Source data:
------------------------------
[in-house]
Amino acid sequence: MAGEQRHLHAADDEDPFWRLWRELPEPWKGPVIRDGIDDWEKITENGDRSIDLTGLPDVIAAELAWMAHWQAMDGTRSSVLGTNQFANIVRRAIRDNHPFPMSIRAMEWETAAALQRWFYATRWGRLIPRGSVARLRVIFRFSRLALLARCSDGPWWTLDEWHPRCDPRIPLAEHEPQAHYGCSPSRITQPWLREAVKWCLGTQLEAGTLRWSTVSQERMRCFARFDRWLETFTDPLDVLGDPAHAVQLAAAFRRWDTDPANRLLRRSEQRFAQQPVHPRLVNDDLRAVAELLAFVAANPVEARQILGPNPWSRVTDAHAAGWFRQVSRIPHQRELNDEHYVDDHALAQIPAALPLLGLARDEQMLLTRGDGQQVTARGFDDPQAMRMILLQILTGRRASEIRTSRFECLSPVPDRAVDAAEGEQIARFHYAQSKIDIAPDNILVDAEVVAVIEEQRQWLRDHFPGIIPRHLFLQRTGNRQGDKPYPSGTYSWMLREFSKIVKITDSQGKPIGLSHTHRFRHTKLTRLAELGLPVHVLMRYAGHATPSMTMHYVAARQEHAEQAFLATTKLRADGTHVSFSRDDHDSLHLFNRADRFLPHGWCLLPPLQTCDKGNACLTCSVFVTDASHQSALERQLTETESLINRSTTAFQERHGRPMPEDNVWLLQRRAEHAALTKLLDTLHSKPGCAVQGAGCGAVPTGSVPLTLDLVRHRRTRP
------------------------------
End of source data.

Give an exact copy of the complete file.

[in-house]
Amino acid sequence: MAGEQRHLHAADDEDPFWRLWRELPEPWKGPVIRDGIDDWEKITENGDRSIDLTGLPDVIAAELAWMAHWQAMDGTRSSVLGTNQFANIVRRAIRDNHPFPMSIRAMEWETAAALQRWFYATRWGRLIPRGSVARLRVIFRFSRLALLARCSDGPWWTLDEWHPRCDPRIPLAEHEPQAHYGCSPSRITQPWLREAVKWCLGTQLEAGTLRWSTVSQERMRCFARFDRWLETFTDPLDVLGDPAHAVQLAAAFRRWDTDPANRLLRRSEQRFAQQPVHPRLVNDDLRAVAELLAFVAANPVEARQILGPNPWSRVTDAHAAGWFRQVSRIPHQRELNDEHYVDDHALAQIPAALPLLGLARDEQMLLTRGDGQQVTARGFDDPQAMRMILLQILTGRRASEIRTSRFECLSPVPDRAVDAAEGEQIARFHYAQSKIDIAPDNILVDAEVVAVIEEQRQWLRDHFPGIIPRHLFLQRTGNRQGDKPYPSGTYSWMLREFSKIVKITDSQGKPIGLSHTHRFRHTKLTRLAELGLPVHVLMRYAGHATPSMTMHYVAARQEHAEQAFLATTKLRADGTHVSFSRDDHDSLHLFNRADRFLPHGWCLLPPLQTCDKGNACLTCSVFVTDASHQSALERQLTETESLINRSTTAFQERHGRPMPEDNVWLLQRRAEHAALTKLLDTLHSKPGCAVQGAGCGAVPTGSVPLTLDLVRHRRTRP